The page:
Motorcycle Explorer Issue 17 - Page 14

Travel Story: achinoam harel - israel

For me, riding a motorcycle symbolises freedom. In everyday life, as a self-declared nerd (and no one who knows me would argue), I respect laws. I will wait on the sidewalk until the light switches to green and only then cross the street, even if no cars are on the road. If there is a sign reading "No Littering", I will run kilometres after a plastic bag that flew away. And for all of us really, there is a mass of state rules and social codes that influence and try to control our behaviour. Even laws that aren't laws – like; Finish your plate. Don't put your elbows on the table. Wait three days after a date until you call back. Don't wear plaid and stripes together.

But on the motorcycle, for a moment, laws do not apply. White and yellow lines on the road cannot decide for me where I will drive. If the light takes too long to change, I can use the sidewalk. If there's a gate I can slip through it. If there's a red light I can cut to the front of the line. There is an element of creativity, in riding on and off-road, in determining your line. There is a huge sense of freedom when you stuff a shirt, pants, and a toothbrush into a backpack, tie it to your motorcycle and just ride off into the desert. Letting curiosity lead you off the main road into unmarked river-beds and unknown paths. I managed to steal away and do just this – four days in the Israeli desert. The next trip just might be 40 years in the desert. Here's the story for now:

I set off from my village in the countryside of the Jezreel Valley in Northern Israel on Tuesday morning around brunchtime, driving south through Tel Aviv. Dear Urbanites, please explain to me, how do you have traffic jams at 11:30 in the morning? By the time you get to work you probably have to turn around and go right home! I rode on depressingly banal highways for two and a half hours, anxious to get to the Arava desert. Finally, I passed the square of the town, Arad, and began to descend towards the Dead Sea, the lowest point on earth at 430 meters below sea level.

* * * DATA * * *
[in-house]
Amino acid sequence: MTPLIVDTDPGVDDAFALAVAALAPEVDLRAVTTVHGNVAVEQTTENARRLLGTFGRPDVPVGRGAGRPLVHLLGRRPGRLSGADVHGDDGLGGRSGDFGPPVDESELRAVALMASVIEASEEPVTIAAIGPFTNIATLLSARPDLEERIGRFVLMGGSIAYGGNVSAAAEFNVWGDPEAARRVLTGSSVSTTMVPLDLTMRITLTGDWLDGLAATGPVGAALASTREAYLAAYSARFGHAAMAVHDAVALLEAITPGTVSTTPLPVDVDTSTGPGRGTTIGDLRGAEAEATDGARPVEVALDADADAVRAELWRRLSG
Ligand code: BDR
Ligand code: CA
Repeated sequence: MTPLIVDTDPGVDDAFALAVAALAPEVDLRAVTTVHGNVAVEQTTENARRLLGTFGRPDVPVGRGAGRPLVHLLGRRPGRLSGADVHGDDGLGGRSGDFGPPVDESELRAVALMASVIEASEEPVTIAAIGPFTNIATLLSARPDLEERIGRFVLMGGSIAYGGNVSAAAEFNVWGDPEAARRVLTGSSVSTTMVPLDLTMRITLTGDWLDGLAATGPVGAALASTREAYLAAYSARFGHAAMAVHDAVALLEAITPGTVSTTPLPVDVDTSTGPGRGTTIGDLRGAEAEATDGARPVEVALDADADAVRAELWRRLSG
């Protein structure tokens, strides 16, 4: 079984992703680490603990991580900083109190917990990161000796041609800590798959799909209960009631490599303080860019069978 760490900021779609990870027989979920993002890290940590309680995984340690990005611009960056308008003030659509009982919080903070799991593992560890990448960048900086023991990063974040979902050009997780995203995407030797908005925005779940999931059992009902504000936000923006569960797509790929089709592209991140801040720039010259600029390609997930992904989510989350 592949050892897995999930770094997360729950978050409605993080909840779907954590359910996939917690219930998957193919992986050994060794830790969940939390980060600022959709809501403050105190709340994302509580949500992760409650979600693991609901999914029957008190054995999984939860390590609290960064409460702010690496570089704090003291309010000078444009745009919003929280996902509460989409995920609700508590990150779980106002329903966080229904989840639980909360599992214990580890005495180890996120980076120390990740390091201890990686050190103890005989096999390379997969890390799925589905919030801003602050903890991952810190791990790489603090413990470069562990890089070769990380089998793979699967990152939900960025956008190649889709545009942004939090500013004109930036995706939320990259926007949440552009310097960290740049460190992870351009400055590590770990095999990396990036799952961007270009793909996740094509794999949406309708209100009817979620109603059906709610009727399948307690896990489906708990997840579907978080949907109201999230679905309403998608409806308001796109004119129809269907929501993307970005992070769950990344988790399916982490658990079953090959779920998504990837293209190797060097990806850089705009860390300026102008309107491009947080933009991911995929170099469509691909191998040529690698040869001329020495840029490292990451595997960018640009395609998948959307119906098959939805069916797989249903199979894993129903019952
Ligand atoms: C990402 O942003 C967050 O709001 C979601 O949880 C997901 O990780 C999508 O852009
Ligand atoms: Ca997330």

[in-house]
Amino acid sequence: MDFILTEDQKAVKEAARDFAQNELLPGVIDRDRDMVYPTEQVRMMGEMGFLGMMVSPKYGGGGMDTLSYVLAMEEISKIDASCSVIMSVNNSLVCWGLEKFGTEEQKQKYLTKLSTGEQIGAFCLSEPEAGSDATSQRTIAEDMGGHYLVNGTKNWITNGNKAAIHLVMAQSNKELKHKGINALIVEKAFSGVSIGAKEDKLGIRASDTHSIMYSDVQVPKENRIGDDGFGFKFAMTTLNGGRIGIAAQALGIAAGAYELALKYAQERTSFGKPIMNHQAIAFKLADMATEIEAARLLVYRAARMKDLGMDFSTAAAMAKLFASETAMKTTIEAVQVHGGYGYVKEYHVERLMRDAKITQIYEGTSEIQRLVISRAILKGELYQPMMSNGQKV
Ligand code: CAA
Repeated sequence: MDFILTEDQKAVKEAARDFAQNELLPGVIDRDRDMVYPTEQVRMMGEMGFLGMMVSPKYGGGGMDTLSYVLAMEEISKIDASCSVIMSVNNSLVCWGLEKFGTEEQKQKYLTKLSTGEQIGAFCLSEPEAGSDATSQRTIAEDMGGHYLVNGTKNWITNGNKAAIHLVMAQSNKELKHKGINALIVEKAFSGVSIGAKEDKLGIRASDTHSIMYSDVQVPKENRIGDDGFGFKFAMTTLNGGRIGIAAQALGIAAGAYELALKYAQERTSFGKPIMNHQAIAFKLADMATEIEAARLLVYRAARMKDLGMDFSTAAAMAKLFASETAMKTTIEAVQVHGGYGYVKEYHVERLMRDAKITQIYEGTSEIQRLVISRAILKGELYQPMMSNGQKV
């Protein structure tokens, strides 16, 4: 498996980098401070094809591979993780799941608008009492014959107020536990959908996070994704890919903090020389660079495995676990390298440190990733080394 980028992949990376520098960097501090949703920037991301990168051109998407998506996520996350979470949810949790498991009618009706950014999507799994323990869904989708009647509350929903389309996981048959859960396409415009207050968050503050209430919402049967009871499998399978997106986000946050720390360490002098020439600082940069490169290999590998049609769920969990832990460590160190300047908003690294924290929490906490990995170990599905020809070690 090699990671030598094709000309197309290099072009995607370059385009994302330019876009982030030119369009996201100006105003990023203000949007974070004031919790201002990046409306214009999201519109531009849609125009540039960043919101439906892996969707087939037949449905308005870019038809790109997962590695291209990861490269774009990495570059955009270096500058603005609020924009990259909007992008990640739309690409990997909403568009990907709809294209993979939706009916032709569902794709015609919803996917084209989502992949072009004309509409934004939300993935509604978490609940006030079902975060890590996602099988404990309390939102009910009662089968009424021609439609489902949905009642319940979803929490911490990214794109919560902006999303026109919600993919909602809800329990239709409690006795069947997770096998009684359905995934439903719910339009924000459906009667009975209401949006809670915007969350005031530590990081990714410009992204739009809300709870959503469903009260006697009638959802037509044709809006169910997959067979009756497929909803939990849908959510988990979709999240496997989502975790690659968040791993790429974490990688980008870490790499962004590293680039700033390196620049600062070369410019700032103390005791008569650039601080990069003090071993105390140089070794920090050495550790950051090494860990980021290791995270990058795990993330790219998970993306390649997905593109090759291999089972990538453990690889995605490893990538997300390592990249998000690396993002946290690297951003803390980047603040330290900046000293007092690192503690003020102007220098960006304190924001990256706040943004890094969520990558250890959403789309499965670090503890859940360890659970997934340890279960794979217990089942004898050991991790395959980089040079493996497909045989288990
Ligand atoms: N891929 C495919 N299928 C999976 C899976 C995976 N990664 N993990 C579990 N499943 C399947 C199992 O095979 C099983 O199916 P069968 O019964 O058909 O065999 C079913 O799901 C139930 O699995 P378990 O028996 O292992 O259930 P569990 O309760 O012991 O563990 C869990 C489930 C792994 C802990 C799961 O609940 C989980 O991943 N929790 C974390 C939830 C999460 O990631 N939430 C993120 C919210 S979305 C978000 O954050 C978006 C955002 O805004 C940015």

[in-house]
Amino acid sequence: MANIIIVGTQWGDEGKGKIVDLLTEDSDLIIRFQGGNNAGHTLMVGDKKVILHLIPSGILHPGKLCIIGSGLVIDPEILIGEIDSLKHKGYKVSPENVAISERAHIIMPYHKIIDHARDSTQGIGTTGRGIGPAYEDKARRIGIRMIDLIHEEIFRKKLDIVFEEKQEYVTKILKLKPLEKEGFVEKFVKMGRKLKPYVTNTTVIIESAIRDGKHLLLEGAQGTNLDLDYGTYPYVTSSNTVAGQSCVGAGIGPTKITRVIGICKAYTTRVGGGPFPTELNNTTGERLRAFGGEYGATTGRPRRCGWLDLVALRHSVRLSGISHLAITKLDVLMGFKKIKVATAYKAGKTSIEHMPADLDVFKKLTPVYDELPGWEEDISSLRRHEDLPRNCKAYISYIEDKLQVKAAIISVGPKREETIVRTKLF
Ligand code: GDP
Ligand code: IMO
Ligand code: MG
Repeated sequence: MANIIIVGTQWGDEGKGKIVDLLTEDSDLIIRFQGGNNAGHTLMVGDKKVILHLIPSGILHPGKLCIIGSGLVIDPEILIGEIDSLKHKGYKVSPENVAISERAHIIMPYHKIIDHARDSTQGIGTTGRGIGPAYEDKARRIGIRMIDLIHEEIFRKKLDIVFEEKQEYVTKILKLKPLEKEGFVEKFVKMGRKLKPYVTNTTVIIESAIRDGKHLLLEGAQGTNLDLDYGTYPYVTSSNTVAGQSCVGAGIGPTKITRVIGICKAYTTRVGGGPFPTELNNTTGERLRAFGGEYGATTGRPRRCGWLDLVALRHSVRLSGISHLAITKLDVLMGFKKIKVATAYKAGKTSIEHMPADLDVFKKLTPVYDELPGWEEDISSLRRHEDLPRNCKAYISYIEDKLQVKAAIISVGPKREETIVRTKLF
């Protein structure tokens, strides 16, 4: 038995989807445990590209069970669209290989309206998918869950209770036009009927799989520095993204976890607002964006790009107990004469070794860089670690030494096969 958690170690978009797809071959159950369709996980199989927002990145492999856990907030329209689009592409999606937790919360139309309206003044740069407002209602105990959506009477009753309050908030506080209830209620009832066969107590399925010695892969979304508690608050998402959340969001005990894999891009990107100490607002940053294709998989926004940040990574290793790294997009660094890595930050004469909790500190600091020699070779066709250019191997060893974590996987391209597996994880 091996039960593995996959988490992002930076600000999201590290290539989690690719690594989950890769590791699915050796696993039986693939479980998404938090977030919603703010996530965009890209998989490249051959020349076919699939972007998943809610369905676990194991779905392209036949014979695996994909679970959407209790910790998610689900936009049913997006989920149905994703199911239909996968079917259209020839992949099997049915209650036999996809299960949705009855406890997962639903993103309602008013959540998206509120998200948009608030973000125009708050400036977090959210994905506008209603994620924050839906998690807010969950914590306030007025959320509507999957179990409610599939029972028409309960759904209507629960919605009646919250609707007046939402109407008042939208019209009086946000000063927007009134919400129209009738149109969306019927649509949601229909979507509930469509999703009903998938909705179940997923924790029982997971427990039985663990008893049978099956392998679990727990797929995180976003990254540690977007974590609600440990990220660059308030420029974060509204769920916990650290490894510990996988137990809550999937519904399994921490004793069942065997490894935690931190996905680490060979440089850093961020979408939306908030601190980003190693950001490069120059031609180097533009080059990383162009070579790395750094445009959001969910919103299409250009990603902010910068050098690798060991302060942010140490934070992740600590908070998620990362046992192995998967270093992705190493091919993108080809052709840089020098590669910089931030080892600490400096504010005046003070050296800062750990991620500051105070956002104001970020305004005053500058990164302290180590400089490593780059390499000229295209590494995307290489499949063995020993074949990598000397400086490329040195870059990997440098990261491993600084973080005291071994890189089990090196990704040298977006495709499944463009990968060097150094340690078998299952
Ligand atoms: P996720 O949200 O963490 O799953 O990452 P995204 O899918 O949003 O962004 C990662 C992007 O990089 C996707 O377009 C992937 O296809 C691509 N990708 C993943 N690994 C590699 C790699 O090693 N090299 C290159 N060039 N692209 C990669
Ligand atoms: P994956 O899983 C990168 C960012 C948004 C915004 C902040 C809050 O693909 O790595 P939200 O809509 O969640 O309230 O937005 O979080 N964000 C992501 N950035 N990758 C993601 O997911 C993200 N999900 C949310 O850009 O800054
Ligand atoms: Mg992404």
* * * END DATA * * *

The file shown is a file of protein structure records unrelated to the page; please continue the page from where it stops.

The desert opened up beneath my eyes - a breathtaking view of marlstone cliffs around me, below white mounds of salt dotting the blue lake (it isn't really a sea after all) and on the horizon the purple-pink mountains of Jordan. With a huge smile, I reached the shores of the Dead Sea, called Ein Bokek. Brakes screeching, I flew into the parking lot, starting to strip off my clothes before the leg stand was even down, and jumped into the water. Even though I've been to the Dead Sea several times I am still surprised every time by the strange floating sensation. Because of the density of the water, you bob up and down in the turquoise water like a rubber duck, a very strange, amusing sensation.

After my swim, I watched the sun begin to set sitting on a bench and eating the apple I had brought with me. My riding boots were filled with sand, my pants were wet and everything was sticky from the salt water for the rest of my trip. Totally worth it!